San Joaquin County Teens Take Deep Dive Into How Criminal Justice System Works
Program offered by District Attorney's Office aimed at cultivating future county leaders
Original article written by Melanie Wingo and published 2021-06-02 on the KCRA3 Website.
SAN JOAQUIN COUNTY, Calif. — San Joaquin County students searching for something to do during summer vacation may want to consider taking a deep dive into the criminal justice system.
A program offered by the District Attorney's Office is inspiring the next generation of San Joaquin County leaders by giving them a chance to explore all facets of the system.
We have probation, parole, bailiff, judge, court reporter, court clerk, district attorney, public defender, defense counsel, family law, substance abuse courts, rehabilitation services," said San Joaquin County District Attorney Tori Verber Salazar, listing all the jobs and departments Youth Leadership Academy participants learn about. "It gives an insight into what the criminal justice system is, what it really looks like, not what it's like on television."
Now in its 21st year, the Youth Leadership Academy reaches high school students with experiences, outings or guest speakers that outline how each justice system job plays a role in the way their community works.
Students in the program shared with KCRA how it's inspired them as they look toward the future.
"This program has been life-changing," said YLA participant Nicholas Chavez. "It hasn't just helped me, it's definitely altered the way I see things."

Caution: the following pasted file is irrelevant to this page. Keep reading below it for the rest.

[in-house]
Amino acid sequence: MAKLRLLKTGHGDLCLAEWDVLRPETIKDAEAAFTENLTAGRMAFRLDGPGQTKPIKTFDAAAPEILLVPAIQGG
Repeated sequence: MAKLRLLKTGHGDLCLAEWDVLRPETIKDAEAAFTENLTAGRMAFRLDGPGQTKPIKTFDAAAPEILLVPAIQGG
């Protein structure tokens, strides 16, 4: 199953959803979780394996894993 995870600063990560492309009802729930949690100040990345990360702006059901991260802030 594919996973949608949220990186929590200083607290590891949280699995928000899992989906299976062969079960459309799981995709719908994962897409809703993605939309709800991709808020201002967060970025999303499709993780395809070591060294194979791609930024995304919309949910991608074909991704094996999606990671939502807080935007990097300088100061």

For some, the program has broadened their career aspirations.
"A goal of mine is to work for the United Nations and... make a difference, not just locally, but globally," said YLA participant Gracie Jaime. "This program has just helped me get a direction for where I want to go."
The five-week program also makes an impact on how students process what's going on in their community and beyond.
"Police brutality is such a big issue right now and I think that starting talking about it locally is where the change is gonna happen," Jaime said. "Programs like this where we can get people talking and we can get people to make a change, and just bring awareness to it, is what is so important."
The program also allows students to engage in sometimes difficult, but important conversations with local leaders.
"I think you have to start internally," Chavez said. "That's what we have talked about and that's what a lot of our dialogue in the Youth Leadership Academy has started because we are going to be the leaders of tomorrow."
The DA is quick to highlight all that the students bring to the table. "We need to listen to our youth," Verber Salazar said. "We need to see them and hear them. They're bringing a change like we've never seen before. And they are powerful and they're not afraid to use their voice. What we need to do is to learn how to listen."
Learning at a local level, lessons the district attorney said will apply, no matter where the students end up.
The Youth Leadership Academy accepts about 50 students each session. The next session starts June 14 and runs through July 16. Students from San Joaquin County are encouraged to apply, but the DA's office said it will also consider applicants from outside the county.
"I guarantee you, it will change your children for life," Verber Salazar said about the Youth Leadership Academy. "It will make them more informed, more empowered, and they will strive to continue to create a better world for all of us to live in."
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